The negative effects of rolling shutter from CMOS sensors in cameras are a major problem for most shooters, especially DSLR filmmakers. These typically occur while shooting or panning on a moving subject (wobble and skew can cause distortions, such as a leaning building or an elongated car driving by). After Effects CS6 now has an advanced Rolling Shutter Repair drag-and-drop effect that contains two algorithms to help straighten out this problematic footage. Like the Warp Stabilizer, it obviously won't entirely do a 100% fix, but it can help straighten out a shot of an inexperienced shooter.
Last year, Adobe made big news by purchasing SpeedGrade from IRIDAS. SpeedGrade is a professional color-grading and -finishing software, which previously sold for $20,000. The software is now included in CS6 and is a native 64-bit app that offers GPU-accelerated performance and format support, including RAW, HDR and stereoscopic content. In terms of camera formats, you can work natively with the ALEXA, RED and Phantom, as well as QuickTime, DPX and Open EXR. With SpeedGrade's new GPU-accelerated Lumetri Deep Color Engine, you can create a look for every scene with 32-bit floating-point accuracy with primary and secondary color adjustments, cinema-style filters and effects. You also can de-Bayer RAW footage in real time, work with HDR footage and switch between log and linear color spaces.
Professional colorists also can conform EDLs or receive a sequence from Premiere Pro. When your edit is finished in Premiere Pro, you can easily send to SpeedGrade, which sets the sequence up as a 10-bit DPX sequence, creates a SpeedGrade .ircp file that includes a timeline and then opens the project in SpeedGrade. If SpeedGrade is too advanced for you or if you just want to do minor color correction, Premiere Pro adds a more user-friendly three-way color corrector so you won't have to leave the program.
The line between production and post is becoming increasingly more transparent due to the emergence of file-based workflows. On a shoot, someone is usually charged with getting the files off the camera, logging the footage and delivering to post (typically, a camera assistant, or on a bigger budget, a DIT). Prelude, the newest program in CS6, provides a smart workflow interface for ingest and logging. Prelude simplifies this process by allowing you to ingest footage quicker, including the ability to duplicate, transcode and verify formats. With intuitive keyboard-driven logging, you also can create metadata and subclips while you're still viewing your clips. And you can create rough cuts by combining clips and subclips with markers and comments and then send them to Premiere Pro CS6 for editing. If you're working with an editor with whom you haven't worked before, you also can add comments in a clip to tell him or her what's important in the shot and what to emphasize. Prelude definitely will save you valuable time in post and is a great new addition.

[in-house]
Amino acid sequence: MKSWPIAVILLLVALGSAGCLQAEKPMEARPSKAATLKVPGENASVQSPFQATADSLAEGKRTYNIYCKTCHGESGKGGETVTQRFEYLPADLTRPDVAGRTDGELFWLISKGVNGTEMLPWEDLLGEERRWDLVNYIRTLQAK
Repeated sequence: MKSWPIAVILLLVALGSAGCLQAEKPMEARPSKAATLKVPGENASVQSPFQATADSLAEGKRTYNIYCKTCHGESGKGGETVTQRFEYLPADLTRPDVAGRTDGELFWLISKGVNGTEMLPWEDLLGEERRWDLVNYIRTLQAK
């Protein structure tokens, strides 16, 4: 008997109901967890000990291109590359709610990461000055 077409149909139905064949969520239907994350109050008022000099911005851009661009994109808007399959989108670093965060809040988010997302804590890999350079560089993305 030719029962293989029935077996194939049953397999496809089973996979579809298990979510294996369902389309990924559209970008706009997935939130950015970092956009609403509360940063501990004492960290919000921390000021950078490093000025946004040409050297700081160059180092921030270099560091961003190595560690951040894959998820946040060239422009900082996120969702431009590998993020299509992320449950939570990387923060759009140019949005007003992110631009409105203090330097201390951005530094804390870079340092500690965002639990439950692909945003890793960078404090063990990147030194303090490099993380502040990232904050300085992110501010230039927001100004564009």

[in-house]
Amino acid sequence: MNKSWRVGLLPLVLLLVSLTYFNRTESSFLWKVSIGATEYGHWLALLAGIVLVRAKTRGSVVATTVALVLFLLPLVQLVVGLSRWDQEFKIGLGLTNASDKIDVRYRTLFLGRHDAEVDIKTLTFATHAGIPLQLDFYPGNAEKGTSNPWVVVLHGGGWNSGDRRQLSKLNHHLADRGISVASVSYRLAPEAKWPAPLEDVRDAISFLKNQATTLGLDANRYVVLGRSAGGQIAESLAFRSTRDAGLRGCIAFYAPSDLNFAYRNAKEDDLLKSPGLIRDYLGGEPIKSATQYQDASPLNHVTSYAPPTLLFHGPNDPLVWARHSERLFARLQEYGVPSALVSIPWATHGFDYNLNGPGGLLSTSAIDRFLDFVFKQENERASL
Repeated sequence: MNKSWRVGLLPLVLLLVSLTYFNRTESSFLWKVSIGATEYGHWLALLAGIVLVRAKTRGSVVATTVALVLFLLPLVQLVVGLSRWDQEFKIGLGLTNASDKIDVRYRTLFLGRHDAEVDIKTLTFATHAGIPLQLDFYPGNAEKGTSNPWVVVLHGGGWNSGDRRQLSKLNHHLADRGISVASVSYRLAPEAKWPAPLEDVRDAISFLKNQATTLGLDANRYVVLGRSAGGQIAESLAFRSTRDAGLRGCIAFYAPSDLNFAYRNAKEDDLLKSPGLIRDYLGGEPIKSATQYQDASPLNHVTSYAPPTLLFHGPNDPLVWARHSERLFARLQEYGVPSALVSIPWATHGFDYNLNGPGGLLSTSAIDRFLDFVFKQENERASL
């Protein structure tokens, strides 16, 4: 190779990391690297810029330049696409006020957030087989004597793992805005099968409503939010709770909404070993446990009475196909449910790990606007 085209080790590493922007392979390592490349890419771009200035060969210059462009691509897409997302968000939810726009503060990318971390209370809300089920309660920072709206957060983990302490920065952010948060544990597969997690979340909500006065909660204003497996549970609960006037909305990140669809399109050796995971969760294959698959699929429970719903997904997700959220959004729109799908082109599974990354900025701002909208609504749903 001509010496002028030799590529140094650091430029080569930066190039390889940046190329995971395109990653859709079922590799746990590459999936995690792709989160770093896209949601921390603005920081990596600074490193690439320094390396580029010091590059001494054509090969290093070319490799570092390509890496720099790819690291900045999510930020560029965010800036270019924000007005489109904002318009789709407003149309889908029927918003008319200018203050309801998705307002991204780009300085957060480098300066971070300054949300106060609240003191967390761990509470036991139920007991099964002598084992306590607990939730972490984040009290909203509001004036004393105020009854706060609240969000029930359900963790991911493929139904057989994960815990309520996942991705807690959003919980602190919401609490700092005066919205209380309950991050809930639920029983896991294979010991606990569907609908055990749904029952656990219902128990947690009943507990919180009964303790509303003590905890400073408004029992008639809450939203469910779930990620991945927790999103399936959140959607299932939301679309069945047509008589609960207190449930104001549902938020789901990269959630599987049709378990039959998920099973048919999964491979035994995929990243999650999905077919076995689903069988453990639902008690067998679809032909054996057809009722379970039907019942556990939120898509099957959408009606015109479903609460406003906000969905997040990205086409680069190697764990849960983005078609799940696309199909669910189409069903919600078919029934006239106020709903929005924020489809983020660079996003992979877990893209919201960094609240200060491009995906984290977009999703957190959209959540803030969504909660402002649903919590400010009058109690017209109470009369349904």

All in all, Adobe CS6 Production Premium is one loaded suite. While it can't compete with Apple's $299 price point, you get a world-class color-correction system, an industry-standard visual-effects program and photo editor (Photoshop itself runs $699), plus a sound-effects editor and one of the best media encoders around. The $1,899 retail price is a monster deal.
Learn more about CS6 Production Premium at www.adobe.com.